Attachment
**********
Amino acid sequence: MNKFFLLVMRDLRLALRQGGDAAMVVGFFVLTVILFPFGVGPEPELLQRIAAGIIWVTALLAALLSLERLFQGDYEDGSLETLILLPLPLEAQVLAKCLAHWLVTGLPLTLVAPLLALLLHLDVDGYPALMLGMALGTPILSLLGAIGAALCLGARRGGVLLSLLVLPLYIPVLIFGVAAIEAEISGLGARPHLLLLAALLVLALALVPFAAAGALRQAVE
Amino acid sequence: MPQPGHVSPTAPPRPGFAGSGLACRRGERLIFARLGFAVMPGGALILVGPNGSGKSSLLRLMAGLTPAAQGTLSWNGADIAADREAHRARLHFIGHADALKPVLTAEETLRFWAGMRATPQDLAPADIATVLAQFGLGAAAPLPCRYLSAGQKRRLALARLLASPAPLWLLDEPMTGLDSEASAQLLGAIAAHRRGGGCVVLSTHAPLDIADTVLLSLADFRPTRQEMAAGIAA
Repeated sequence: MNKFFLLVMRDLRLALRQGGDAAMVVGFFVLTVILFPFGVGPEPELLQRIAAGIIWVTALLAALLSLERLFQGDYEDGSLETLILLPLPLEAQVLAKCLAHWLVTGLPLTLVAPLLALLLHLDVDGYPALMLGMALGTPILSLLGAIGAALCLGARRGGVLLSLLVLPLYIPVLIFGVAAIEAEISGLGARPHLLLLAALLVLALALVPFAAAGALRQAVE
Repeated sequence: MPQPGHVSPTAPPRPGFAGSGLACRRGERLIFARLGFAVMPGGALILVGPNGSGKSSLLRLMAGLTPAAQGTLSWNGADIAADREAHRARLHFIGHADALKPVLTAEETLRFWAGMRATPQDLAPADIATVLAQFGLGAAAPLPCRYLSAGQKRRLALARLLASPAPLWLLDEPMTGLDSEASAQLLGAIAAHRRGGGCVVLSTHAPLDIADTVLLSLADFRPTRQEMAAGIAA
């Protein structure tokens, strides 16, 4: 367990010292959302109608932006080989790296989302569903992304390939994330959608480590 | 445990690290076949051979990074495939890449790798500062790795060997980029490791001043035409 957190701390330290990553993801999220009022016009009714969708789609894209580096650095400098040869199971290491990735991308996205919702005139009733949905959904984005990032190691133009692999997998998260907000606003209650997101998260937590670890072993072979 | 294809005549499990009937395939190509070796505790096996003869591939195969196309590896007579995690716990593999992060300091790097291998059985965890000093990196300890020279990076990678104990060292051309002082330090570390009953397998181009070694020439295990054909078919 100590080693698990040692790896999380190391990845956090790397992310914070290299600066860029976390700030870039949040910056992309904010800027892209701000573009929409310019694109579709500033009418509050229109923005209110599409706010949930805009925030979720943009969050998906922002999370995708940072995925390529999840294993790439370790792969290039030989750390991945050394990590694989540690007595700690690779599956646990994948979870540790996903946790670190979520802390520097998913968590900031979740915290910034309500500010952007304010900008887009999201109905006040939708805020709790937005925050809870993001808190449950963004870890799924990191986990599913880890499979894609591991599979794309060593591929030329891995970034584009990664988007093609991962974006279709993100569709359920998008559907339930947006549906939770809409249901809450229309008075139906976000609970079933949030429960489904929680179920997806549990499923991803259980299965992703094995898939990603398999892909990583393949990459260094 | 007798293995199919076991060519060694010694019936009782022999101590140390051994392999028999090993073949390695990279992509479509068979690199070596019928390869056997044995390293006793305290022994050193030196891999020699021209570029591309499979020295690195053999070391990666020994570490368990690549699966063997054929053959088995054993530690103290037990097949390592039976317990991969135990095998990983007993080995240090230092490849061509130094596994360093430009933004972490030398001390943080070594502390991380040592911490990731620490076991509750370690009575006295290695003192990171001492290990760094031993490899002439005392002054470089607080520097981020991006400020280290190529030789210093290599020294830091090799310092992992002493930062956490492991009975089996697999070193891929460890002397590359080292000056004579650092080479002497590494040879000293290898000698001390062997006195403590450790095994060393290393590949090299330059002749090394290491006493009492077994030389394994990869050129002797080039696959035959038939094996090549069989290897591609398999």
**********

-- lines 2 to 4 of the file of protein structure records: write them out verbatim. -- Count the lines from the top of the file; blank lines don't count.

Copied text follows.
Amino acid sequence: MPQPGHVSPTAPPRPGFAGSGLACRRGERLIFARLGFAVMPGGALILVGPNGSGKSSLLRLMAGLTPAAQGTLSWNGADIAADREAHRARLHFIGHADALKPVLTAEETLRFWAGMRATPQDLAPADIATVLAQFGLGAAAPLPCRYLSAGQKRRLALARLLASPAPLWLLDEPMTGLDSEASAQLLGAIAAHRRGGGCVVLSTHAPLDIADTVLLSLADFRPTRQEMAAGIAA
Repeated sequence: MNKFFLLVMRDLRLALRQGGDAAMVVGFFVLTVILFPFGVGPEPELLQRIAAGIIWVTALLAALLSLERLFQGDYEDGSLETLILLPLPLEAQVLAKCLAHWLVTGLPLTLVAPLLALLLHLDVDGYPALMLGMALGTPILSLLGAIGAALCLGARRGGVLLSLLVLPLYIPVLIFGVAAIEAEISGLGARPHLLLLAALLVLALALVPFAAAGALRQAVE
Repeated sequence: MPQPGHVSPTAPPRPGFAGSGLACRRGERLIFARLGFAVMPGGALILVGPNGSGKSSLLRLMAGLTPAAQGTLSWNGADIAADREAHRARLHFIGHADALKPVLTAEETLRFWAGMRATPQDLAPADIATVLAQFGLGAAAPLPCRYLSAGQKRRLALARLLASPAPLWLLDEPMTGLDSEASAQLLGAIAAHRRGGGCVVLSTHAPLDIADTVLLSLADFRPTRQEMAAGIAA